"We will . . . work out concrete measures to enhance democracy and law, oppose corruption, build an honest and clean government and expand openness," Zhao said in a message to student hunger strikers quoted by the official New China News Agency.
The message was delivered shortly after midnight to students gathered in central Beijing's Tian An Men Square, the agency reported.
Students Reject Appeal
Student leaders announced shortly after dawn that they are rejecting Zhao's request for a halt in the demonstrations.
Many of the students in the square said they are planning to set off on a march through Beijing around 2 p.m. today, on a route that would take them past the Diaoyutai state guest house, where visiting Soviet President Mikhail S. Gorbachev is staying, and then back to Tian An Men Square.
More than 2,000 students who have been on a hunger strike in the square--many of them since Saturday--have become the core of massive daily demonstrations. Tuesday evening, hours before Zhao's message was announced, a huge pro-democracy rally centered on the fasting students had drawn about 150,000 demonstrators, supporters and onlookers to the square.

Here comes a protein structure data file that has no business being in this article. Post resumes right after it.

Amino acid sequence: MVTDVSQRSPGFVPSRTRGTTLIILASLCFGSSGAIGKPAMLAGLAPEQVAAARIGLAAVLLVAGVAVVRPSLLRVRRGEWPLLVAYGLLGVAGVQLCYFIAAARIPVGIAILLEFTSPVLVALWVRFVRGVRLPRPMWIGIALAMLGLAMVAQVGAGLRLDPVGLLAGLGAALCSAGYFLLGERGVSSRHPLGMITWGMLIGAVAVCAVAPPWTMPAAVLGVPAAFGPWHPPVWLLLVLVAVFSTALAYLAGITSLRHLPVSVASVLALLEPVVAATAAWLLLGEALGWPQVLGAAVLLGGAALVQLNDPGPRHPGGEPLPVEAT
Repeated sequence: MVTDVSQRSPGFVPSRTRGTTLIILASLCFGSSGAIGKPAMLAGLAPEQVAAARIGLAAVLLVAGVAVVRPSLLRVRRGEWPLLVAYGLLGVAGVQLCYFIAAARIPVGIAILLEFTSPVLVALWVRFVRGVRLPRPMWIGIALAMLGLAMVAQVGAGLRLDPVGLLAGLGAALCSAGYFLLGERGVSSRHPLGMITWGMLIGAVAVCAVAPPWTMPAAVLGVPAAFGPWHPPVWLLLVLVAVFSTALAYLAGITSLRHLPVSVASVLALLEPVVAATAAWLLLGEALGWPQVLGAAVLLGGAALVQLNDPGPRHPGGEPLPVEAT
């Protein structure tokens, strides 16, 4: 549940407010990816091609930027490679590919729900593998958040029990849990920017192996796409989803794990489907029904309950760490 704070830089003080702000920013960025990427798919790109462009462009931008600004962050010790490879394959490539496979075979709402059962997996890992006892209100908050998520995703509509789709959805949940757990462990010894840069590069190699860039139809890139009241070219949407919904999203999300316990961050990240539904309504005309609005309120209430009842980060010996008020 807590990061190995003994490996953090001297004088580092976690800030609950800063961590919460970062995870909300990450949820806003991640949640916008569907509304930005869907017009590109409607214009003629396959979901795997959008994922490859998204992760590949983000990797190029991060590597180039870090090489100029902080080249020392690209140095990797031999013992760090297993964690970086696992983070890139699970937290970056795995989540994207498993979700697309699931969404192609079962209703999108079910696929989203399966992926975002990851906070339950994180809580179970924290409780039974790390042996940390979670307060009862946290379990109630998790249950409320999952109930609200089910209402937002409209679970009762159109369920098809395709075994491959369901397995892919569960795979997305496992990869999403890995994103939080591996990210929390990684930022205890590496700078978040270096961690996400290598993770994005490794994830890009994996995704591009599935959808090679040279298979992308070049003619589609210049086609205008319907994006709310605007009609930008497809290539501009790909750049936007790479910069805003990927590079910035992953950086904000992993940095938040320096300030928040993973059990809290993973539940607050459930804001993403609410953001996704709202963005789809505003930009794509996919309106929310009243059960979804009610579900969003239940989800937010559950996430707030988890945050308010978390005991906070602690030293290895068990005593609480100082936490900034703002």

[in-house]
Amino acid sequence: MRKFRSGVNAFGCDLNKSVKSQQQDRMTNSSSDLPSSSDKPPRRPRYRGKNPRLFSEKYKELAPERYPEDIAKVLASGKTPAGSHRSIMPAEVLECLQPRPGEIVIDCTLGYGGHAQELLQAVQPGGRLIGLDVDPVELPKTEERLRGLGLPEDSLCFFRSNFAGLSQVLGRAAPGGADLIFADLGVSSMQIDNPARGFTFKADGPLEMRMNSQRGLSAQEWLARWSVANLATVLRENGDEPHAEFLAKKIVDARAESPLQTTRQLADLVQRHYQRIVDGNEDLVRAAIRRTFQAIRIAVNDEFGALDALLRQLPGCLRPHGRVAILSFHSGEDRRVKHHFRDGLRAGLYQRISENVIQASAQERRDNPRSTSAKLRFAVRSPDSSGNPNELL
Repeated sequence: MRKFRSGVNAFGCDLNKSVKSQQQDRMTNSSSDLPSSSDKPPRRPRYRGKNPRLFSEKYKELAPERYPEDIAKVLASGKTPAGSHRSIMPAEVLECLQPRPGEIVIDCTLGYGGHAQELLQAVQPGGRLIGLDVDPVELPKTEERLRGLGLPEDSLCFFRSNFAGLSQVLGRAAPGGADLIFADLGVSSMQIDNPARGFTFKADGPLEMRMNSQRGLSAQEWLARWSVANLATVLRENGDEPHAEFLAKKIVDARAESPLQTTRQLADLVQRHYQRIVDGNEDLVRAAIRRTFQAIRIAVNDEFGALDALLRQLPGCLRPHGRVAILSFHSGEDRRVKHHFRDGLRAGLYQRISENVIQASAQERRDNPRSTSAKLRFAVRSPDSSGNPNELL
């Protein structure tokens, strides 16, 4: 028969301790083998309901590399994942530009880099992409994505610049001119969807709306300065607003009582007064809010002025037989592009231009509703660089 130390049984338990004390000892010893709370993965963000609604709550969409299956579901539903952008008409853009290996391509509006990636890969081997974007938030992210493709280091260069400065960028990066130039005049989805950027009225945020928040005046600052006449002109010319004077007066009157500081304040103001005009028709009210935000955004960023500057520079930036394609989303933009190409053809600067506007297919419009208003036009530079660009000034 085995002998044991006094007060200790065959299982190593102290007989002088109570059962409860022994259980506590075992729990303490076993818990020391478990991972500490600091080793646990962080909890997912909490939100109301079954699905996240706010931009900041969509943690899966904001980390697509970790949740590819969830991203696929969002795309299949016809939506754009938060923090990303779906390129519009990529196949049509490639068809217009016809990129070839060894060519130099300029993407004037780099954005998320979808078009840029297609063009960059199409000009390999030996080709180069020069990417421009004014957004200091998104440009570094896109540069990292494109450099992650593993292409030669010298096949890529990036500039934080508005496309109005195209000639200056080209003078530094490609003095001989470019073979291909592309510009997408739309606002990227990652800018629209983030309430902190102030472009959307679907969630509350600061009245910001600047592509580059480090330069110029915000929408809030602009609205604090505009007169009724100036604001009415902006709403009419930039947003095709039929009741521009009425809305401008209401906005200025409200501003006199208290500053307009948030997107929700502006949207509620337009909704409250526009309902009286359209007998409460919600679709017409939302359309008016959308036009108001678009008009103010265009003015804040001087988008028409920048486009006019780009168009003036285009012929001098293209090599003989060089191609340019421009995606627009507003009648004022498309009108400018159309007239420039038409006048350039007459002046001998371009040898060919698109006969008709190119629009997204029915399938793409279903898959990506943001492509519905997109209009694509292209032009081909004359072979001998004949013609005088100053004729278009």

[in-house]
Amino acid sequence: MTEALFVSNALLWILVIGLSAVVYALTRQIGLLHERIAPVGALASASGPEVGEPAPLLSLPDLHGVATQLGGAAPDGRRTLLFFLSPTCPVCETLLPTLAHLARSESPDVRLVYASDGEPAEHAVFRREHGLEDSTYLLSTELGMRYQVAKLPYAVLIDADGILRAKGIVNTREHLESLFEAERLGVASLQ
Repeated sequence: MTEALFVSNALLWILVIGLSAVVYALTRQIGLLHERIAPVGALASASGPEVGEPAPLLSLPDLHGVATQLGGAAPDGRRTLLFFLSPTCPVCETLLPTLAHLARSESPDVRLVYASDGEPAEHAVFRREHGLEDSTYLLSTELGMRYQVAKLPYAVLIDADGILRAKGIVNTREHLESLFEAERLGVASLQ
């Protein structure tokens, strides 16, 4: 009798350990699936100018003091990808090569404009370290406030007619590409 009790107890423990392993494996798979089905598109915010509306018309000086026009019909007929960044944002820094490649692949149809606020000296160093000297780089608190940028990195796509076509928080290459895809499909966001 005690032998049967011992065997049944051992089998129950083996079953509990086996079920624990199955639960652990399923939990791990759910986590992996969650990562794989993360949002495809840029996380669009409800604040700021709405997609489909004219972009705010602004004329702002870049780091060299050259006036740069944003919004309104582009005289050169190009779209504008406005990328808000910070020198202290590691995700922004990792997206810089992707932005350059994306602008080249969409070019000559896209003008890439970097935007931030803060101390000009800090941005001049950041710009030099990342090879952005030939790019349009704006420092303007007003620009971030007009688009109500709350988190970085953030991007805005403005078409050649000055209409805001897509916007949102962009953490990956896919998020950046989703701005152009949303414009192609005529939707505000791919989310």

Zhao's statement was issued "on behalf of all the members of the Standing Committee" of the Communist Party Politburo, according to the official news agency report.
The Politburo Standing Committee, which is the top organ of political power in China, has four other members: Premier Li Peng, Vice Premier Yao Yilin, Qiao Shi and Hu Qili. Deng Xiaoping, 84, China's senior leader, is not a member.
Zhao said that the party and government leadership "affirmed the students' patriotic spirit in calling for democracy and law, opposing corruption and striving to further the reform," the news agency reported.
"We also hope that all students will exercise calm, reason, restraint and order, take the interests of the whole country into account and safeguard stability and unity," Zhao said.
A woman student leader said that Zhao's statement was "meaningless."